FIGS. 1-3 schematically show some turbine plants according to the invention,
FIGS. 4 and 5 illustrate the new operating process (involving a combined turbine and fan), being IS-diagrams covering the plants according to FIG. 1 and FIG. 3, respectively,
FIGS. 6a and b show the vane system of the plant according to FIG. 1,
FIGS. 7a and b show the vane system of the plant according to FIG. 3,
FIG. 8 is a diagram illustrating certain operating conditions referred to the speed of the auxiliary, and
FIGS. 9-12 show some further plants designed according to the invention.
The plant shown in FIG. 1 comprises a compressor rotor 10, a first turbine rotor 11, which is fitted upon the same shaft 12 as the compressor rotor, a second turbine rotor 13, here called the power turbine, and a third auxiliary rotor 14 (the turbo-fan).
The two last mentioned rotors operate upon shafts being concentric with shaft 12, but are arranged to operate in mutually opposite directions. All three rotors are interconnected by means of a planetary gearing, generally denoted by 15. This gearing includes an idler 16 adapted to reverse the direction of rotation torque from the intermediate shaft, before entering the planetary gearing.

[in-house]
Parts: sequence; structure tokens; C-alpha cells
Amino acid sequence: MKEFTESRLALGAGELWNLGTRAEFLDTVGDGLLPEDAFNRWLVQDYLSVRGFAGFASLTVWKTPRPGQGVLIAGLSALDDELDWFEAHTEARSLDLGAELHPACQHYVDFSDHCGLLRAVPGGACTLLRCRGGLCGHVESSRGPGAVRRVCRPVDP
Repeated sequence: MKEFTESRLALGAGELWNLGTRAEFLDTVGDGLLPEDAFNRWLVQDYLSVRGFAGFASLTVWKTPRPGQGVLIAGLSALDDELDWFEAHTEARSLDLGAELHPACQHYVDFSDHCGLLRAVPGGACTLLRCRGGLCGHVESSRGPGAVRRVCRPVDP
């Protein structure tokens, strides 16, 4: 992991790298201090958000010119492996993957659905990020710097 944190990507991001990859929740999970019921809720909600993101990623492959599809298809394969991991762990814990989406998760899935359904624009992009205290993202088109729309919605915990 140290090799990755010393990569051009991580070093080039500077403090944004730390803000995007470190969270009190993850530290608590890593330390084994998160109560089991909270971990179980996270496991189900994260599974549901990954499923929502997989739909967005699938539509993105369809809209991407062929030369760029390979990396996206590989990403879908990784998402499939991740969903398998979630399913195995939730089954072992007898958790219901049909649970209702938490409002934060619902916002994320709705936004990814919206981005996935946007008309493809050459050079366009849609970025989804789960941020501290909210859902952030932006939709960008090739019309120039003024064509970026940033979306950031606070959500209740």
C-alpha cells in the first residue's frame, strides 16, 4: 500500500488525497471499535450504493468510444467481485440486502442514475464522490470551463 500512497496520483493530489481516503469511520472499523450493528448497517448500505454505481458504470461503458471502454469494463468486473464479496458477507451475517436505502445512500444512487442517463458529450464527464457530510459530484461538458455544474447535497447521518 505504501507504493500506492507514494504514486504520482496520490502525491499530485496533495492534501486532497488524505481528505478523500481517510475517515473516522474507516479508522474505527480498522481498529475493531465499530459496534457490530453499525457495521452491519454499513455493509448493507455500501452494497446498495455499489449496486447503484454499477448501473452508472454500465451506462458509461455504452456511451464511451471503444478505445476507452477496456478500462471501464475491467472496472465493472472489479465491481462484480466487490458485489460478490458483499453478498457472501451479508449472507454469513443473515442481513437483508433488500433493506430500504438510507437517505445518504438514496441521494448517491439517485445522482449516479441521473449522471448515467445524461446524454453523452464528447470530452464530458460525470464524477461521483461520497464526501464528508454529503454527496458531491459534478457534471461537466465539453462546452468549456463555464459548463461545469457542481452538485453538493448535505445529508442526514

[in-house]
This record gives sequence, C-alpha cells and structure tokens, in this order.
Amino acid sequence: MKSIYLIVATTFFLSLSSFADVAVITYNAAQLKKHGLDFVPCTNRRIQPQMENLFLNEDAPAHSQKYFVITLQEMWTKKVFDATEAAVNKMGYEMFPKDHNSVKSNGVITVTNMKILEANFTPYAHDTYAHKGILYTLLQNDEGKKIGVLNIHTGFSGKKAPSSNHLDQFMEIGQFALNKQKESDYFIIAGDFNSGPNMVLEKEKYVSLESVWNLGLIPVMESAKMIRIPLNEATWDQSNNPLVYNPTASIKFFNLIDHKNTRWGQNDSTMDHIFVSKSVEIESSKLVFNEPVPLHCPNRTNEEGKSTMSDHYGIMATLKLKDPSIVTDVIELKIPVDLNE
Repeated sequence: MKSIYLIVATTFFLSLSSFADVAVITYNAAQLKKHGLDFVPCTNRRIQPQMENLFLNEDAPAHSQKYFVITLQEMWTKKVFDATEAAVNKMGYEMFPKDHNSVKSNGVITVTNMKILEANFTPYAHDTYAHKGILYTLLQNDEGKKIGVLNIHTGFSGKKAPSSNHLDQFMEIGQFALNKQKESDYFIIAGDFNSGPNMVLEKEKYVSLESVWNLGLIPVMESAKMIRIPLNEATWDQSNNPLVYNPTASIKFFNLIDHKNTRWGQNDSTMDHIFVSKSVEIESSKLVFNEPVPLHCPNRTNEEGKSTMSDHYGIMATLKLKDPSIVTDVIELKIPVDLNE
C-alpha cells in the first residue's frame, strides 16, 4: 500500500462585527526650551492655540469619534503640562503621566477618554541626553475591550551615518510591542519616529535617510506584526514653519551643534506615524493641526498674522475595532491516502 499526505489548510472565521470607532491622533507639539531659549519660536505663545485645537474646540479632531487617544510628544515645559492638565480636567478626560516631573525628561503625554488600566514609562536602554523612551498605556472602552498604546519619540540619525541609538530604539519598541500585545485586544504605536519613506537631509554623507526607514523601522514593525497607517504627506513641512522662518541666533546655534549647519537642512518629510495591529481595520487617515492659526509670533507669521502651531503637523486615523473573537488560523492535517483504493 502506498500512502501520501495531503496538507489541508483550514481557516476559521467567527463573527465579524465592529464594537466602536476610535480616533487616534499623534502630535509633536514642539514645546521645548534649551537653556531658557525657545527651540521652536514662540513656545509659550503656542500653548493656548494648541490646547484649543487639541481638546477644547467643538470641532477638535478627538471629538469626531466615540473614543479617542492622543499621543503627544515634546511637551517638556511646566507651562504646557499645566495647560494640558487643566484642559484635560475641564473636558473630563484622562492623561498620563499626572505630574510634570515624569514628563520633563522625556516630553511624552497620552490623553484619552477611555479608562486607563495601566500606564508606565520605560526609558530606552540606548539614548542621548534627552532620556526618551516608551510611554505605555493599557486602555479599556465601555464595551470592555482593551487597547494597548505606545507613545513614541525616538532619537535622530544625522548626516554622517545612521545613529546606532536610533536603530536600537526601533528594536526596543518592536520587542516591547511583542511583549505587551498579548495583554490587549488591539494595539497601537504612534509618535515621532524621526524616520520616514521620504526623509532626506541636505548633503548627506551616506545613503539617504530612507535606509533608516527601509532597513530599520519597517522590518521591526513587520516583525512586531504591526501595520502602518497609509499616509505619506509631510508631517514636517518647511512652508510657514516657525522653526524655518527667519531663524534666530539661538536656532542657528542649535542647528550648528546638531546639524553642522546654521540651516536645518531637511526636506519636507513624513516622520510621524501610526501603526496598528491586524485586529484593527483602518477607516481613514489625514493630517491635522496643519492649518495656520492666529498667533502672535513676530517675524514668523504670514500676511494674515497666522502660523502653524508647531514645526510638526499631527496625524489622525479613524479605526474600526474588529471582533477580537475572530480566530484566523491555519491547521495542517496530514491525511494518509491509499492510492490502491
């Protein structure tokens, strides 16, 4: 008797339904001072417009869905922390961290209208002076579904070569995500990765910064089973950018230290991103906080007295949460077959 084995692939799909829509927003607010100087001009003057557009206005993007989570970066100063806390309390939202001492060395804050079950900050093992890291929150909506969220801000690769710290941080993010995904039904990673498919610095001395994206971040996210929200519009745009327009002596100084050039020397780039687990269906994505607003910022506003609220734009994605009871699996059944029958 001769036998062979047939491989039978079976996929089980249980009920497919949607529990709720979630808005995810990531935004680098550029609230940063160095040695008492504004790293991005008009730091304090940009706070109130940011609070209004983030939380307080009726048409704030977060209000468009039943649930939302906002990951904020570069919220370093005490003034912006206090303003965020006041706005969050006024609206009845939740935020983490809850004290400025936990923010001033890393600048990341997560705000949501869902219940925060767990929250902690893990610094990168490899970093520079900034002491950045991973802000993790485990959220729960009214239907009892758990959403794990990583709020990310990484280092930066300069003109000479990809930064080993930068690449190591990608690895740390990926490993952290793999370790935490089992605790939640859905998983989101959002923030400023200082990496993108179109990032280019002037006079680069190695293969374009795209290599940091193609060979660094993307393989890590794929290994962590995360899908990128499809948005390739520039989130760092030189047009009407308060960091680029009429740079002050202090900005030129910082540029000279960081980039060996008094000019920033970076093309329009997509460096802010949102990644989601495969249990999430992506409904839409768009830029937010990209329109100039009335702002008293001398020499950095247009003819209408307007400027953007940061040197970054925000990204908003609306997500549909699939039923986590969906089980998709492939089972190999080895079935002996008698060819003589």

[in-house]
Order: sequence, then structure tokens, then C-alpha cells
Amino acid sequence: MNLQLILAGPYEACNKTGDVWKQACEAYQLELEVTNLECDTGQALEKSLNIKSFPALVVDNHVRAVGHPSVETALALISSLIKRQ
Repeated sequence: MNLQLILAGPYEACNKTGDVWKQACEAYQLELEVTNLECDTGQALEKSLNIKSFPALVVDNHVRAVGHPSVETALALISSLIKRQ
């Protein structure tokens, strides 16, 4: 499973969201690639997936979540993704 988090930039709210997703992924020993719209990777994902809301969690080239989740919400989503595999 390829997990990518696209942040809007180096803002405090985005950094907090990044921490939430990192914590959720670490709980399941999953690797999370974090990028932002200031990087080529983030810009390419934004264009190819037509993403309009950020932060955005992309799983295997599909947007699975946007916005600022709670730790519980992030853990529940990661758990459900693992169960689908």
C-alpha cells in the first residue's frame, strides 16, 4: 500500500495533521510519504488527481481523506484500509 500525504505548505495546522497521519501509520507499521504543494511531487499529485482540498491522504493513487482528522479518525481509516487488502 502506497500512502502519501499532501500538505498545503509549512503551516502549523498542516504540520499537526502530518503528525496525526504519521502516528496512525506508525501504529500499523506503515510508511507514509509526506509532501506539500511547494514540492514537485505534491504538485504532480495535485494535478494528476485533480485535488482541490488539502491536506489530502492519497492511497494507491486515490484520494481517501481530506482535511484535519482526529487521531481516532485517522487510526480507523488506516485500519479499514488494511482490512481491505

The latter is combined with a variable transmission member 17, which makes possible an automatic variation in the torque transfer from the auxiliary rotor, by way of the sun wheel of the planetary gearing to shaft 12, or vice versa. The driven load is denoted by 18, and is meant to illustrate varying fields of use of the invention, even if an essential one is for automotive purposes.
Adjustable guide vanes 19 are provided between compressor turbine 11 and power turbine 13 in order to govern the flow of gas. The plant further includes a heat exchanger 20, and its combustor is denoted by 21. The latter is provided with adjustable fuel supply means.